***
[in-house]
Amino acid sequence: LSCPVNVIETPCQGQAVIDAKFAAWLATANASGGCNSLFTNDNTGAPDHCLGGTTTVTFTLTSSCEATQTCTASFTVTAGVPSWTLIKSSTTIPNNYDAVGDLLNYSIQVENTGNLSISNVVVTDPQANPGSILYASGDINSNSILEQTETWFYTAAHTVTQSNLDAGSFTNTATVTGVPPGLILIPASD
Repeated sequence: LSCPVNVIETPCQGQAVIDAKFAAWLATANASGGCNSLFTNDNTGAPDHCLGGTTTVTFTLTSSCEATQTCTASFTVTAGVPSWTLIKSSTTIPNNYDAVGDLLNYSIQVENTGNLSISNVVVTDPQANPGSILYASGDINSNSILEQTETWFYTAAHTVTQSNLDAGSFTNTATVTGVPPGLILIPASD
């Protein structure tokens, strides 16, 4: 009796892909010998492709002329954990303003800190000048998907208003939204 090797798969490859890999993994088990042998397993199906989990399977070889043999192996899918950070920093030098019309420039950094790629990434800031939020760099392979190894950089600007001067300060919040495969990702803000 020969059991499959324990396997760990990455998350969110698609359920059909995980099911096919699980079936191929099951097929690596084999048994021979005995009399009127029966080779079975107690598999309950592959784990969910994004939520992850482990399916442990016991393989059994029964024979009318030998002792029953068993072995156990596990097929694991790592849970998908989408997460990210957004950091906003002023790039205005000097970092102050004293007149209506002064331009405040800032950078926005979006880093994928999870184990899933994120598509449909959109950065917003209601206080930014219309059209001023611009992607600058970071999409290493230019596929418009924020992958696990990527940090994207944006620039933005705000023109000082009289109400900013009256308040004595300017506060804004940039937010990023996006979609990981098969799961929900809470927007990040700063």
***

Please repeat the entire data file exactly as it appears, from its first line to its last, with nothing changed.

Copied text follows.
[in-house]
Amino acid sequence: LSCPVNVIETPCQGQAVIDAKFAAWLATANASGGCNSLFTNDNTGAPDHCLGGTTTVTFTLTSSCEATQTCTASFTVTAGVPSWTLIKSSTTIPNNYDAVGDLLNYSIQVENTGNLSISNVVVTDPQANPGSILYASGDINSNSILEQTETWFYTAAHTVTQSNLDAGSFTNTATVTGVPPGLILIPASD
Repeated sequence: LSCPVNVIETPCQGQAVIDAKFAAWLATANASGGCNSLFTNDNTGAPDHCLGGTTTVTFTLTSSCEATQTCTASFTVTAGVPSWTLIKSSTTIPNNYDAVGDLLNYSIQVENTGNLSISNVVVTDPQANPGSILYASGDINSNSILEQTETWFYTAAHTVTQSNLDAGSFTNTATVTGVPPGLILIPASD
């Protein structure tokens, strides 16, 4: 009796892909010998492709002329954990303003800190000048998907208003939204 090797798969490859890999993994088990042998397993199906989990399977070889043999192996899918950070920093030098019309420039950094790629990434800031939020760099392979190894950089600007001067300060919040495969990702803000 020969059991499959324990396997760990990455998350969110698609359920059909995980099911096919699980079936191929099951097929690596084999048994021979005995009399009127029966080779079975107690598999309950592959784990969910994004939520992850482990399916442990016991393989059994029964024979009318030998002792029953068993072995156990596990097929694991790592849970998908989408997460990210957004950091906003002023790039205005000097970092102050004293007149209506002064331009405040800032950078926005979006880093994928999870184990899933994120598509449909959109950065917003209601206080930014219309059209001023611009992607600058970071999409290493230019596929418009924020992958696990990527940090994207944006620039933005705000023109000082009289109400900013009256308040004595300017506060804004940039937010990023996006979609990981098969799961929900809470927007990040700063």